Our Editor In Chief Henrique is a fierce supporter of traditional cycling, so we briefed him to test out some e-bikes. This is the story of one opinion that collapsed like a house of cards.
I have been cycling to work for some time now. Different jobs, different cities, different distances, up and down the hills. But two things still remain the same: my passion for cycling and for my bicycle – grey mountain bike with an aluminum frame.[cite align=”right” width=”40%”]”The vision of myself on the saddle of some “weird” e-bike. This was completely out of question…”[/cite] So far, she (yes, it is a beautiful hardtail girl) has been performing well in almost any type of terrain while offering me enough comfort for my daily journey.
With this picture in mind, I have never ever thought about having another bike. Worse than that would be simply the vision of myself on the saddle of some “weird” e-bike. This was completely out of question.
The truth, boys and girls, is that I was missing a point about electric-powered bicycle. In my ingenious mind, I couldn’t see any reason to have my wheels electrified when I could do the job myself.
Sadly, this thought was completely smashed few weeks ago. While I stopped on the side of the road, waiting for the green light to go off, a smartly dressed man got closer to me. He was riding a nice foldable black e-bike and seemed cool about that. Nothing new so far.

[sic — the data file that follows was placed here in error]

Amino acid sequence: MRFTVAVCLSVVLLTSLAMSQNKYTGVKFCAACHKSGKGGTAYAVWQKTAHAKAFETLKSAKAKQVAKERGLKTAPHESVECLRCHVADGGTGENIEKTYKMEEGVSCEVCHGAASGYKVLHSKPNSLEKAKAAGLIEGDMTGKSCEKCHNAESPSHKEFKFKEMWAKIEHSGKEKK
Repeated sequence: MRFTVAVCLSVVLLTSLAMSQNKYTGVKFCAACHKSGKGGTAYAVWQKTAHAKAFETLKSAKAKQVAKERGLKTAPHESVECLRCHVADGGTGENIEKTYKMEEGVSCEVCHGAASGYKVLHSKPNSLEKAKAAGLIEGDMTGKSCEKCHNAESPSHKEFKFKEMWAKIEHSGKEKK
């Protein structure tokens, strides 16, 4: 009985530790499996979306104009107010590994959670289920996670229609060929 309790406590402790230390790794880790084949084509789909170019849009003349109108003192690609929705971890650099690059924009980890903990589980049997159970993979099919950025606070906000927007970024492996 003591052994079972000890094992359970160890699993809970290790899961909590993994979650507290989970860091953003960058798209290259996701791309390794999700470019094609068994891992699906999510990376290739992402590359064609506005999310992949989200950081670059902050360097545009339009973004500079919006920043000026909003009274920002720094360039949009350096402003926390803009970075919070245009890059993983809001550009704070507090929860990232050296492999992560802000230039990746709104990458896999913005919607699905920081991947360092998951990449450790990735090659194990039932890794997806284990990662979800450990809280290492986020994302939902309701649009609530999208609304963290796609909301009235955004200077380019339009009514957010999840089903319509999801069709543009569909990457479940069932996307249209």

But as soon as the traffic light went green I had an epiphany. With that guy and his electric bicycle leaving me in the cloud of dust with no apparent effort, I realized how useful can e-bikes be for everyday commuters (those who can afford them, of course). These machines are faster than traditional bikes and still maintain their slim design, which permits a good mobility in the traffic. Also, they are light enough to be carried upstairs to the office and yet some of them look great.
With a completely new world in front of me just waiting to be discovered, I had another issue to sort out. Picture this: I was on Eurobike (read more here), the largest bicycle trade fair in the world, and had dozens of e-bikes available to be tested.
I asked myself where to start. This way I set some sort of qualifying parameters to pick the ones I would ride.
First of all, they had to look beautiful. Come on! It was my first time riding an e-bike. I just wanted to get it right.
Secondly, they had to be designed for commuters. I still had the picture of the guy by the traffic light with me. He was going to work and needed something to make his life easier. And he had it.
Last but not least, the gadget had to have enough power to support a heavyweight grown boy. That is because I’m not exactly a slim guy although I’m trying to improve this with all my sportive activities.
With these not so scientific demands met, I tried three e-bikes. It is important to state that these test drives were done in a short circuit with not difficult obstacles to overcome. Following are the impressions about each one of them.